When it first came out in 1990, the Human Development Report (HDR) laid down a whole new way of thinking about deprivation – it identified poverty not by what a person has or doesn’t have; but what he can or cannot do. This approach to development spoke of humanity’s very basic capabilities – to simply stay alive a reasonable length of time, to be able to read and write, and to earn enough to provide a life of decency for families and communities… The concept of human rather than economic development was to electrify all stakeholders, as they thought of new means of tackling deprivation in their countries – other than government hand-outs, subsidies and the ‘trickle down’ effect.
As the HDR 2016 proudly states:
The human development approach shifted the development discourse from pursuing material opulence to enhancing human well-being, from maximizing income to expanding capabilities, from optimizing growth to enlarging freedoms. It focused on the richness of human lives rather than on simply the richness of economies, and doing so changed the lens for viewing development results.
The HDR 2016 rightfully gives credit to its progenitor (UNDP) for making it possible for diverse countries to adopt the Millennium Development Goals in 1995, for putting the onus of poverty reduction on national governments, and achieving quite substantial results by 2015. But sadly, the MDGs were viewed by the developed world with benign tolerance, and as an acceptable means of channeling donor funds to the poor and deserving in Asia, Africa and Latin America… Nothing more.
However in the last few years, the Left-Right divide has sharpened in Europe and North America, discrimination has become legitimised through travel bans, the 1% are being increasingly resented, every G20 summit takes place amid violent protests, and multilateralism has come under attack everywhere. Add to this the growing awareness of climate change, global pandemics and environmental damage, and the developed world can no longer stand apart as a mere spectator and reluctant benefactor.
Thus, when the 8 MDGs gave way to 17 Sustainable Development Goals and the issues of sustainability moved centre-stage, then every country – rich and poor – had to perforce become part of a global multilateral project. Human development, if it is to be achieved must be achieved everywhere – in the refugee camps of Italy, the war fields of Syria, among the indigenous populations of Australasia and North and South America, the Dalits of India, and the minority enclaves in China. Hence, the theme of the latest HDR – Human Development for everyone.
Essentially, the Report conveys five basic messages:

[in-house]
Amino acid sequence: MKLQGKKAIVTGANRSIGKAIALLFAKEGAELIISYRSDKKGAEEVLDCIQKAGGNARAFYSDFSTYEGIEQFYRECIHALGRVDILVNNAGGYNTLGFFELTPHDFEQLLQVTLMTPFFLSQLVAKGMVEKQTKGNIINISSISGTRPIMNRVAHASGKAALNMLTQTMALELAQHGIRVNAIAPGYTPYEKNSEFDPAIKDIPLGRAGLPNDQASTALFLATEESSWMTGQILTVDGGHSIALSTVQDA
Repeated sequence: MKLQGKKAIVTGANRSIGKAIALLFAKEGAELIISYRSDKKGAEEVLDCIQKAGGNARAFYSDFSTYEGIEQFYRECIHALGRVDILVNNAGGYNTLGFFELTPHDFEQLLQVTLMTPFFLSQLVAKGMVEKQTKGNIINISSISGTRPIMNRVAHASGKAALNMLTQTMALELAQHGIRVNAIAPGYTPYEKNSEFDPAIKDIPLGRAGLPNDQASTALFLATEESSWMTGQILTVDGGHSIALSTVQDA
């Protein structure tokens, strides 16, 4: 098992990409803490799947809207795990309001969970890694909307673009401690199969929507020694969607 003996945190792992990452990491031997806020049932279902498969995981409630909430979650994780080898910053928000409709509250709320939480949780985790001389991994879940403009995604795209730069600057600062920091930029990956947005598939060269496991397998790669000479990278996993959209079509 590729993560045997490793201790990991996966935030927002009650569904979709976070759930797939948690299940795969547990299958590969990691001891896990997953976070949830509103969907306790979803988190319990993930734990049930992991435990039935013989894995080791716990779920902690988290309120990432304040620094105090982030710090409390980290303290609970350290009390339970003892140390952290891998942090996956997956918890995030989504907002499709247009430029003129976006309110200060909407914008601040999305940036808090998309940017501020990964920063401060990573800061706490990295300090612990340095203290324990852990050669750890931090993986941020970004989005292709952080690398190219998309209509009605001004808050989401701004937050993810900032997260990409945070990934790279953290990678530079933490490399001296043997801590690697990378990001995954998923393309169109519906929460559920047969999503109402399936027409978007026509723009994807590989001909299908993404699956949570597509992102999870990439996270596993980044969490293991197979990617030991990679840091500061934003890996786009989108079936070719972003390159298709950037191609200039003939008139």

• Universalism is key to human development, and human development for everyone is attainable
• Various groups of people still suffer from basic deprivations and face substantial barriers to overcoming them
• Human development for everyone calls for refocusing some analytical issues and assessment perspectives
• Policy options exist and, if implemented, would contribute to achieving human development for everyone
• A reformed global governance, with fairer multilateralism, would help attain human development for everyone
Of course the Report dwells especially on the heightened barriers to development placed in the path of indigenous groups, religious and ethnic minorities, women and girls, migrants and refugees, the elderly, disabled, and the differently inclined. These are the disadvantaged, universally acknowledged. What I find more disturbing though, is the almost universal marginalization of the poor because they are poor and without choice or voice – be it reduced health support in the US, or cut in allocations to primary education in India. It’s as if the world has decided to simply write off its bottom 10%, the hungry and the homeless, as being beyond help…
And in this darkening scenario of Darwinian ‘survival of the fittest’ the slogan of development for everyone seems rather idealistic, although the UNDP claims that it is possible through the right policies and actions by national governments, and the strengthening of the multilateral framework of global governance.
The Report’s prescription for national governments are summarised beautifully in this diagram:
And the Report ends with an appeal to strengthen the multilateral framework of global governance, so grievously undermined by nationalistic rhetoric, growing insecurity leading to an unending arms race, religious hatred and ethnic conflict.
Its formula for strengthening the multilateral framework is:
• Stabilizing the global economy
• Applying fair trade and investment rules
• Adopting a fair system of migration
• Assuring greater equity and legitimacy of multilateral institutions
• Coordinating taxes and monitoring finance globally
• Making the global economy sustainable
• Ensuring well-funded multilateralism and cooperation
• Globally defending people’s security
• Promoting greater and better participation of global civil society
So there you have it… A blueprint for a better world? Perhaps.
A voice to be listened to? Definitely.